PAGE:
Poppy Charles Edward Ridgway BRIDSON (1890–1916) Poppy

See also Charles’s younger brother, John Paul Ridgway Bridson

Charles Bridson
Charles Bridson shortly
before his death
© St Edward’s School Archives

Charles Edward Ridgway Bridson was born in Chelmsford, Essex on 13 July 1890, the son of Edward Ridgway Bridson (born in Bolton, Lancashire in 1864) and Amy Ridgway Bridson (a British citizen born in Valetta, Malta on 30 August 1864, the daughter of Lieutenant William Paul Bridson and Beatrice Anne Bridson).

Charles’s grandfather was Thomas Ridgway Bridson, the Mayor of Bolton.

His parents (who had the same Ridgway Bridson surname and were probably second cousins) were married at Cuckfield Sussex on 29 September 1888. They had seven children, all of whom reached adulthood:

  • Amy Mary Ridgway Bridson (born in Chelmsford, Essex on 28 June 1889 and baptised there on 27 July 1889)
  • Charles Edward Ridgway Bridson (born in Chelmsford, Essex on 13 July 1890)
  • Beatrice Mary Ridgway Bridson (born in Summertown, near Oxford in 1892, registered with her twin Cicely second quarter)
  • Cicely Mary Ridgway Bridson (twin of Beatrice)
  • Dorothea Mary Ridgway Bridson (born in Southport, Lancashire in 1895, registered fourth quarter)
  • John Paul Ridgway Bridson (born in Southport, Lancashire in 1896, registered fourth quarter)
  • Thomas William Ridgway Bridson (born in Oxford in 1910).

Charles’s parents evidently began their married life in Chelmsford, Essex, but by the time of the 1891 census they had moved to 3 Crick Road, Oxford, where they had four servants (a cook, housemaid, nurse, and under-nurse). Charles was then just eight months old, and his father (26) was described as living on his own means.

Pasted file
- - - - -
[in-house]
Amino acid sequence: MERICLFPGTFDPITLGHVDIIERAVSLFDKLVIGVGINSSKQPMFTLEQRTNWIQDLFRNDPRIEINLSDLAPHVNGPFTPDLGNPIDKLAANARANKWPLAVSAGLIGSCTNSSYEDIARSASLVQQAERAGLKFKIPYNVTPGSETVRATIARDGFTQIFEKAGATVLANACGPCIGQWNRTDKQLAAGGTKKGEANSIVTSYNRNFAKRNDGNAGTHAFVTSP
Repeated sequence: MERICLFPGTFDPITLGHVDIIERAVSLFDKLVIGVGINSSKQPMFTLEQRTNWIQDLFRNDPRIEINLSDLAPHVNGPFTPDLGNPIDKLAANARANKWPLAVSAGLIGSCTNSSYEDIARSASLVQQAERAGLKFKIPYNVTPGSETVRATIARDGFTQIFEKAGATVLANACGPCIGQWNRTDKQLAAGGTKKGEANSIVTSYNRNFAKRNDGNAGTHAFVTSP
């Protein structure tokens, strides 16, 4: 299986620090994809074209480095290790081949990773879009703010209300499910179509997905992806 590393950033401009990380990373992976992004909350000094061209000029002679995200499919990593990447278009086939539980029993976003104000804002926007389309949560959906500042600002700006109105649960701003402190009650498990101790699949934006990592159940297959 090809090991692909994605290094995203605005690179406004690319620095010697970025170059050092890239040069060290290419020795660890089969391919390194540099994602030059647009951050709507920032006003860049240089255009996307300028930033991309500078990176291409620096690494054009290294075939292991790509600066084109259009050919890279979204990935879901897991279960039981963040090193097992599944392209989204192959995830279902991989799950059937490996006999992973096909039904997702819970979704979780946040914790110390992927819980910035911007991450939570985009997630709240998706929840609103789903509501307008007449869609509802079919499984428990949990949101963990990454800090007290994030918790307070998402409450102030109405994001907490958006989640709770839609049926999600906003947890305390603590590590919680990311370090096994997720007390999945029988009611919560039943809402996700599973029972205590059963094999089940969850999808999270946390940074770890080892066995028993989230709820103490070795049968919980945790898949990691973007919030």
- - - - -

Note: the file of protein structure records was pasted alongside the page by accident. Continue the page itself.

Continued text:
By 1895 the family had moved up to Lancashire, and in the 1901 census the family is shown living in a house called “Wolvercote” in Bolton with three servants. Charles (curiously recorded as something that looks like “Ainslie”, perhaps a mistranscription of “Charlie”) was then ten, and his father (36) was now an electrical engineer. He attended Bolton School until the age of about ten.

The Bridson family

Charles Ridgway Bridson joined St Edward’s School in the Christmas Term of 1904. He was in the school’s Rowing Eight and the Second Eleven Rugby. He left school in 1909, and went up to St John’s College, Oxford. He was a member of the University Contingent of the Officers’ Training Corps.

By 1906 Charles’s father had retired and brought his family to live at Staverton House, 104 Woodstock Road in St Margaret’s parish, where they are listed in the 1911 census. They were looked after by a cook, parlour maid, between maid, sewing maid, and housemaid). Five of their children were home on census night; but Charles (20) spent census night in Staines with his older sister Amy and his brother-in-law, Evan Gabriel Burrough (who described himself as “Priest of the English Catholic Church”). Charles appears to have left university without a degree, as his occupation is described simply as “Private Means”.

 

Left: The Bridson family, except for Amy. Charles is the young man immediately in front of his parents at the back